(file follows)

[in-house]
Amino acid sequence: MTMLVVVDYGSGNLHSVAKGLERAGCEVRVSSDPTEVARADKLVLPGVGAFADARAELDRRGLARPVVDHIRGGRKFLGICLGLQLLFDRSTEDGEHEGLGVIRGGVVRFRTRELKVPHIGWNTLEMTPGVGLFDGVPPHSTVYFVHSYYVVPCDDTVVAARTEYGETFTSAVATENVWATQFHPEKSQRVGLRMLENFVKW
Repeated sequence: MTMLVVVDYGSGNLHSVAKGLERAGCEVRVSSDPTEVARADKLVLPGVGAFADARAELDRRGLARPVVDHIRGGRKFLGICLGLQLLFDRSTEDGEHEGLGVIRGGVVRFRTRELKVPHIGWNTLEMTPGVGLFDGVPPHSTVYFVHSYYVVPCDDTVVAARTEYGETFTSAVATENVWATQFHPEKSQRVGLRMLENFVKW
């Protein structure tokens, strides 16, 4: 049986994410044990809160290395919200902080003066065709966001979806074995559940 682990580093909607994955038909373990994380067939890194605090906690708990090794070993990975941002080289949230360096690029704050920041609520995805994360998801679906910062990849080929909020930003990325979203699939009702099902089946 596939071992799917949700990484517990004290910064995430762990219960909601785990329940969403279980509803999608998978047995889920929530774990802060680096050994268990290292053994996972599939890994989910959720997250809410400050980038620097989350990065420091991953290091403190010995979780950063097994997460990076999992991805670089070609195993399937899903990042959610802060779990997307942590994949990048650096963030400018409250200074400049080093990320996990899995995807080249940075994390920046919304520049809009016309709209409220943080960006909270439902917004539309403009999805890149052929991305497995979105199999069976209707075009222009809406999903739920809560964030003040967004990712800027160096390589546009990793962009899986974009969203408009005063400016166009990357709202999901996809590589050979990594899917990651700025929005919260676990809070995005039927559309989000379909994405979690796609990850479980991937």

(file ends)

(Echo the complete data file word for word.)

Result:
[in-house]
Amino acid sequence: MTMLVVVDYGSGNLHSVAKGLERAGCEVRVSSDPTEVARADKLVLPGVGAFADARAELDRRGLARPVVDHIRGGRKFLGICLGLQLLFDRSTEDGEHEGLGVIRGGVVRFRTRELKVPHIGWNTLEMTPGVGLFDGVPPHSTVYFVHSYYVVPCDDTVVAARTEYGETFTSAVATENVWATQFHPEKSQRVGLRMLENFVKW
Repeated sequence: MTMLVVVDYGSGNLHSVAKGLERAGCEVRVSSDPTEVARADKLVLPGVGAFADARAELDRRGLARPVVDHIRGGRKFLGICLGLQLLFDRSTEDGEHEGLGVIRGGVVRFRTRELKVPHIGWNTLEMTPGVGLFDGVPPHSTVYFVHSYYVVPCDDTVVAARTEYGETFTSAVATENVWATQFHPEKSQRVGLRMLENFVKW
């Protein structure tokens, strides 16, 4: 049986994410044990809160290395919200902080003066065709966001979806074995559940 682990580093909607994955038909373990994380067939890194605090906690708990090794070993990975941002080289949230360096690029704050920041609520995805994360998801679906910062990849080929909020930003990325979203699939009702099902089946 596939071992799917949700990484517990004290910064995430762990219960909601785990329940969403279980509803999608998978047995889920929530774990802060680096050994268990290292053994996972599939890994989910959720997250809410400050980038620097989350990065420091991953290091403190010995979780950063097994997460990076999992991805670089070609195993399937899903990042959610802060779990997307942590994949990048650096963030400018409250200074400049080093990320996990899995995807080249940075994390920046919304520049809009016309709209409220943080960006909270439902917004539309403009999805890149052929991305497995979105199999069976209707075009222009809406999903739920809560964030003040967004990712800027160096390589546009990793962009899986974009969203408009005063400016166009990357709202999901996809590589050979990594899917990651700025929005919260676990809070995005039927559309989000379909994405979690796609990850479980991937």